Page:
The Protection of Classified Information: The Legal Framework Page: 2 of 6
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role as Commander-in-Chief,4 the Supreme Court has repeatedly stated in dicta that "[the
President's] authority to classify and control access to information bearing on national
security ... flows primarily from this Constitutional investment of power in the President
and exists quite apart from any explicit congressional grant."5 This language has been
interpreted by some to indicate that the President has virtually plenary authority to control
classified information. On the other hand, the Supreme Court has suggested that
"Congress could certainly [provide] that the Executive Branch adopt new [classification
procedures] or [establish] its own procedures - subject only to whatever limitations the
Executive Privilege may be held to impose on such congressional ordering."6 In fact,
Congress established a separate regime in the Atomic Energy Act for the protection of
nuclear-related "Restricted Data."7
Congress has directed the President to establish procedures governing the access to
classified material so that no person can gain such access without having undergone a
background check.8 Congress also directed the President, in formulating the classification
procedures, to adhere to certain minimum standards of due process with regard to access
to classified information.9 These include the establishment of uniform procedures for,
inter alia, background checks, denial of access to classified information, and notice of
such denial.10 The statute also explicitly states that the agency heads are not required to
comply with the due process requirement in denying or revoking an employee's security
4 U.S. CONST., art. II, 2.
s Department of the Navy v. Egan, 484 U.S. 518, 527 (1988) (quoting Cafeteria Workers v.
McElroy, 367 U.S. 886, 890 (1961). In addition, courts have also been wary to second-guess the
executive branch in areas of national security. See, e.g., Haig v. Agee, 453 U.S. 280, 291 (1981)
("Matters intimately related to foreign policy and national security are rarely proper subjects for
judicial intervention."). The Court has suggested, however, that it might intervene where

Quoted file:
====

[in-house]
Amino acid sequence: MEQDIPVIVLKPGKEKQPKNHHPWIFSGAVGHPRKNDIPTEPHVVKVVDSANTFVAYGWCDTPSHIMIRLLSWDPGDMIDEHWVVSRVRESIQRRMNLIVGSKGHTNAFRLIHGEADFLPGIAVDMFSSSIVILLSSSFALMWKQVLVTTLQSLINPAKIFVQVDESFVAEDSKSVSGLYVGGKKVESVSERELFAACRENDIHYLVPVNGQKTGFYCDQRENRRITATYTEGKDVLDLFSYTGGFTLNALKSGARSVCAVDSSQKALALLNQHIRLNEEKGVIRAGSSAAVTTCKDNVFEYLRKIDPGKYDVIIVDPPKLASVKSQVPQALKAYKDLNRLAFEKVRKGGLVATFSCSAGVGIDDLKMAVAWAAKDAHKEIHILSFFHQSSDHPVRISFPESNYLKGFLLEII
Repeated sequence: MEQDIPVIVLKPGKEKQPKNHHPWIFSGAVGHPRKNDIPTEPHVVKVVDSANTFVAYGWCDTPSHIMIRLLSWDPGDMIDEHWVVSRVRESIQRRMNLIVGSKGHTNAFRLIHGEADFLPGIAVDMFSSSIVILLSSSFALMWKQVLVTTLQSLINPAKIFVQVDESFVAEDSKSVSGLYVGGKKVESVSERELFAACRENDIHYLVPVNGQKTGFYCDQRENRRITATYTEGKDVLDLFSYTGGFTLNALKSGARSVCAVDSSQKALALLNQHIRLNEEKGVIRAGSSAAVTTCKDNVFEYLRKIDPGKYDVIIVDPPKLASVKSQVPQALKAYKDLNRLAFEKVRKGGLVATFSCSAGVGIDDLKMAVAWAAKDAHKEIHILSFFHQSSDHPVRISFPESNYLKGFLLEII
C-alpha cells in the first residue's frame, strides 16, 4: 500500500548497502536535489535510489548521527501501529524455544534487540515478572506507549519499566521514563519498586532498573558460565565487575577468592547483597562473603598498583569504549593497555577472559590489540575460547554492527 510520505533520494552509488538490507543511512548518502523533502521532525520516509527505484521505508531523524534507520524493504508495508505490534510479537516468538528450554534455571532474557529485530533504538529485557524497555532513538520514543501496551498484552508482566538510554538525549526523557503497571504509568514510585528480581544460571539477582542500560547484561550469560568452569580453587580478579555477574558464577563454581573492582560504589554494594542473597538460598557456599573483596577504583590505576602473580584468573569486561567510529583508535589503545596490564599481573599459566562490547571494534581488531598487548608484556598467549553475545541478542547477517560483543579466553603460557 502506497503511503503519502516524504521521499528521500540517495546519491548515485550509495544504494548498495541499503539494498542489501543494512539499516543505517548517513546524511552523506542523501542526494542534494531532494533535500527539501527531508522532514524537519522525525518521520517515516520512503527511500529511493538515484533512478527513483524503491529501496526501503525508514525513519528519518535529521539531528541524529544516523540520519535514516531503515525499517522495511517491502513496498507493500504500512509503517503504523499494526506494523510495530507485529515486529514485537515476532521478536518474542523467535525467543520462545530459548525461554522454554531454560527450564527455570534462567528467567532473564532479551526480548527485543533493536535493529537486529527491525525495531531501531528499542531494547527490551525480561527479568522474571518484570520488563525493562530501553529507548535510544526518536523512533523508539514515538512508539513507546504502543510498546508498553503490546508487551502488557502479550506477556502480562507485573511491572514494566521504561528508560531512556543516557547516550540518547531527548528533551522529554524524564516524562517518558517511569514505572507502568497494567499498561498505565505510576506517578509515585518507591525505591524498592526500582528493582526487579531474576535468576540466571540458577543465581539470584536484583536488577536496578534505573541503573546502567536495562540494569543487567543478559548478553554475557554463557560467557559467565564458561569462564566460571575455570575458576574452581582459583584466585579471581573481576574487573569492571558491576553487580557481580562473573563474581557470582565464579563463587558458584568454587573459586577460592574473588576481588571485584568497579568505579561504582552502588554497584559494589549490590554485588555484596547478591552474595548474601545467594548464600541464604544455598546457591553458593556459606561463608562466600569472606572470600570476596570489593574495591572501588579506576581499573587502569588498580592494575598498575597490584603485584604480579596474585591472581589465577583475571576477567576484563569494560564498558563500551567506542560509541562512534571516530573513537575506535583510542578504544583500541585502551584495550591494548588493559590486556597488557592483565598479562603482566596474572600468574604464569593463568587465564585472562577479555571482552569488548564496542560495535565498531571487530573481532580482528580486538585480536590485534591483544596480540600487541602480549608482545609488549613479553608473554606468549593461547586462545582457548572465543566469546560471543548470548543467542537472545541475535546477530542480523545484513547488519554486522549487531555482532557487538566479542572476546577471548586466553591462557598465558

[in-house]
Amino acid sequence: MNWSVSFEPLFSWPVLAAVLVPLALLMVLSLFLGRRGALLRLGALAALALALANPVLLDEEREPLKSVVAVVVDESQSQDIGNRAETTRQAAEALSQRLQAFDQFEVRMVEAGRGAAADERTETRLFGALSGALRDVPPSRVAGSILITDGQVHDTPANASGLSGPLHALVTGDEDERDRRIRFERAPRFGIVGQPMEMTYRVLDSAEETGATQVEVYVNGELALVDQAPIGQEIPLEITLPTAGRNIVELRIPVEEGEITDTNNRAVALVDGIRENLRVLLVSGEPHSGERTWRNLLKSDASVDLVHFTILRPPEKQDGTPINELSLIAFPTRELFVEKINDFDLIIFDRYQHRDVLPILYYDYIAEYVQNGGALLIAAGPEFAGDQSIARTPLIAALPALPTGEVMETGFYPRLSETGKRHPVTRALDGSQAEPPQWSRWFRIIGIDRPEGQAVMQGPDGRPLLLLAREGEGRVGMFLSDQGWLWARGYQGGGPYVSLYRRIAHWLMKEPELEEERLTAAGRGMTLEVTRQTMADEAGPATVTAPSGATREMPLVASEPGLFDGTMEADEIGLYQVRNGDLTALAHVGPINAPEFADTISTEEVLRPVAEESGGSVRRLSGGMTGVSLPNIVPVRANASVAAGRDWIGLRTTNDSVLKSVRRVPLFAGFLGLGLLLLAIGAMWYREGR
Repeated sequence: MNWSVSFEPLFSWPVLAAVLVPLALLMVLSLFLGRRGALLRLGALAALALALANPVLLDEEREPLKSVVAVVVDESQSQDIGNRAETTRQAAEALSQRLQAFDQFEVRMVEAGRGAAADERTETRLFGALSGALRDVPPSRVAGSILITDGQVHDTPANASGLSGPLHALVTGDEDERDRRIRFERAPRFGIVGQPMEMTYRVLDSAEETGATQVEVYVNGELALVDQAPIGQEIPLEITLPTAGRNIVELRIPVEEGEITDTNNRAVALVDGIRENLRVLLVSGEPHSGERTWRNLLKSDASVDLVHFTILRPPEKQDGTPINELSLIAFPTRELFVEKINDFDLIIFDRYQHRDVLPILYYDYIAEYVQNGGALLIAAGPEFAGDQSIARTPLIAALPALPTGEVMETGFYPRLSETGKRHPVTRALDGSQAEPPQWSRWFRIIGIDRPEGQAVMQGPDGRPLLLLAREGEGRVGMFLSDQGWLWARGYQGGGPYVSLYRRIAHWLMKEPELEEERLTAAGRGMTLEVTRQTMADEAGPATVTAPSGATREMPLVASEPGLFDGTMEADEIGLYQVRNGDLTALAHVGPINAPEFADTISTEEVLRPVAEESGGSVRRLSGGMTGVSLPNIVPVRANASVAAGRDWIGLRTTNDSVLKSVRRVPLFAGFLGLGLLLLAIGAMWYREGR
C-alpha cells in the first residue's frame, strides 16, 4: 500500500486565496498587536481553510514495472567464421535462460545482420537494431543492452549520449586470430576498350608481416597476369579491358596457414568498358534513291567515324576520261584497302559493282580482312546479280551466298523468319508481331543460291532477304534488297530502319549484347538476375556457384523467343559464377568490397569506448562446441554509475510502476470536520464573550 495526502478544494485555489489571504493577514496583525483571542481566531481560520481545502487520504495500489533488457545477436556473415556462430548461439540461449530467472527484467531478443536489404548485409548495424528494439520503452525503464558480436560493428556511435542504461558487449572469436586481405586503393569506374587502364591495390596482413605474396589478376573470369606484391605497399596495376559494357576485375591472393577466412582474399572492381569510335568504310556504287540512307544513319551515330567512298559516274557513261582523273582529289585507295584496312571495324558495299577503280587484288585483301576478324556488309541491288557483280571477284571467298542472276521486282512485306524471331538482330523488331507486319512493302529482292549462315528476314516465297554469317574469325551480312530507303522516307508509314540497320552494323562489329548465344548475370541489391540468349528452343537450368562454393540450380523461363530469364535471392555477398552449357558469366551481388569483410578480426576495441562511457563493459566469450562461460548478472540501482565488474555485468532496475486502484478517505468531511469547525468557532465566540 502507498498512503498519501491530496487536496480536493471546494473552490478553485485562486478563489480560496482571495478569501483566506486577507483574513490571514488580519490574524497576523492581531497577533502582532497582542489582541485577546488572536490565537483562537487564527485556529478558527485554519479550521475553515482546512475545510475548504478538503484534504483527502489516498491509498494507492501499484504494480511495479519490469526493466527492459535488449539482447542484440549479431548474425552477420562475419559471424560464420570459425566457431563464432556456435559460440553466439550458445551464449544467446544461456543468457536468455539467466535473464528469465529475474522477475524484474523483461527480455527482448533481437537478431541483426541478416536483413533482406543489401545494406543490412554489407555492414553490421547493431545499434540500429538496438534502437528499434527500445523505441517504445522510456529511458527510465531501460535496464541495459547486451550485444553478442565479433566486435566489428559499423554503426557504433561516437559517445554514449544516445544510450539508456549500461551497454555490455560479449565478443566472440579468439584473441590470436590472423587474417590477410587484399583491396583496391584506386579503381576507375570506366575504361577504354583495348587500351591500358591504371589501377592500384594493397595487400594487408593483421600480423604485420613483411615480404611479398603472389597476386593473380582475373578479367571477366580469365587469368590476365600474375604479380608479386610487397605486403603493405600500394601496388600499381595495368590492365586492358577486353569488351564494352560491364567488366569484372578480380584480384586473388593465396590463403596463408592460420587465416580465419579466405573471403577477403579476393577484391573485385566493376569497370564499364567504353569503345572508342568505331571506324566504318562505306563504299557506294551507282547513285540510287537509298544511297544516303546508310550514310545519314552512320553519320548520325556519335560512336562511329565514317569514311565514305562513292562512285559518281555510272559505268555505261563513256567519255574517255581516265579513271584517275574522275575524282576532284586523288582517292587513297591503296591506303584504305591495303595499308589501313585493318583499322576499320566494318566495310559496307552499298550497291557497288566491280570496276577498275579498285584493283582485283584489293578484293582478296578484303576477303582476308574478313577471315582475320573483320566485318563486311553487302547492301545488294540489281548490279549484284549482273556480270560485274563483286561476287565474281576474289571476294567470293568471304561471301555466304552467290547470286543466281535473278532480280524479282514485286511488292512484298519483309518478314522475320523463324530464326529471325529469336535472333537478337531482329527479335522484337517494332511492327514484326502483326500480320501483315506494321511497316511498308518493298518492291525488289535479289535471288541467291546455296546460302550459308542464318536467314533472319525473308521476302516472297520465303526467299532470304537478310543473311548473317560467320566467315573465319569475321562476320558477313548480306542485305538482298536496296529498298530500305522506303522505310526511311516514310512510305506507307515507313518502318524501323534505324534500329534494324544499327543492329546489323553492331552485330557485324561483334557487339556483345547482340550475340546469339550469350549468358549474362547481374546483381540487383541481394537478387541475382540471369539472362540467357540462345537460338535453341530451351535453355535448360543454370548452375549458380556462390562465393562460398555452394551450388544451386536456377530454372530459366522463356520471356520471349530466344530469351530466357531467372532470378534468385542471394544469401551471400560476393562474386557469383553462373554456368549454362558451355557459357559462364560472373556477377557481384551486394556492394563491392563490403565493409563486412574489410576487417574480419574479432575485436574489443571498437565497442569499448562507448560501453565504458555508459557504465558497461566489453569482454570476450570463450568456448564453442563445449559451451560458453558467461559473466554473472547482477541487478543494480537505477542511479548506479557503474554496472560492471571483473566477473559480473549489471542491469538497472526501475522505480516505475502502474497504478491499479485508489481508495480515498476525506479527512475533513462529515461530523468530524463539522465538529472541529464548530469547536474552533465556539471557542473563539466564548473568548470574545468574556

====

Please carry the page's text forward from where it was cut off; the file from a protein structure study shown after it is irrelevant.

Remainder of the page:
Congress has provided contravening legislation. Egan at 530 ("Thus, unless Congress
specifically has provided otherwise, courts traditionally have been reluctant to intrude upon the
authority of the Executive in military and national security affairs.")(emphasis added).
6 EPA v. Mink, 410 U.S. 73, 83 (1973).
7 42 U.S.C. 2011 et seq. In addition, the Invention Secrecy Act (codified at 35 U.S.C. 181
et seq.) authorizes the Commissioner of Patents to keep secret those patents on inventions in
which the government has an ownership interest and the widespread knowledge of which would,
in the opinion of the interested agency, harm national security. For a more detailed discussion
of these and other regulatory regimes for the protection of sensitive government information, see
CRS Report RL33502, Protection of National Security Information, by Jennifer K. Elsea; CRS
Report RL33303: 'Sensitive But Unclassified' Information and Other Controls: Policy and
Options for Scientific and Technical Information, by Genevieve J. Knezo.
8 Counterintelligence and Security Enhancement Act of 1994, Title VIII of P.L. 103-359 (codified
at 50 U.S.C. 435 et seq.). Congress has also required specific regulations regarding personnel
security procedures for employees of the National Security Agency, P.L. 88-290, 78 Stat. 168,
codified at 50 U.S.C. 831 - 835. Congress has also prohibited the Department of Defense from
granting or renewing security clearances for officers, employees, or contract personnel who had
been convicted of a crime (and served at least one year prison time) and for certain other reasons,
with a waiver possible only in "meritorious cases," P.L. 106-398 1, Div. A, Title X, 1071(a),
114 Stat. 1654, 10 U.S.C. 986.
9 50 U.S.C. 435(a).
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The Protection of Classified Information: The Legal Framework, report, December 21, 2006; Washington D.C.. (digital.library.unt.edu/ark:/67531/metadc805106/m1/2/: accessed January 20, 2019), University of North Texas Libraries, Digital Library, digital.library.unt.edu; crediting UNT Libraries Government Documents Department.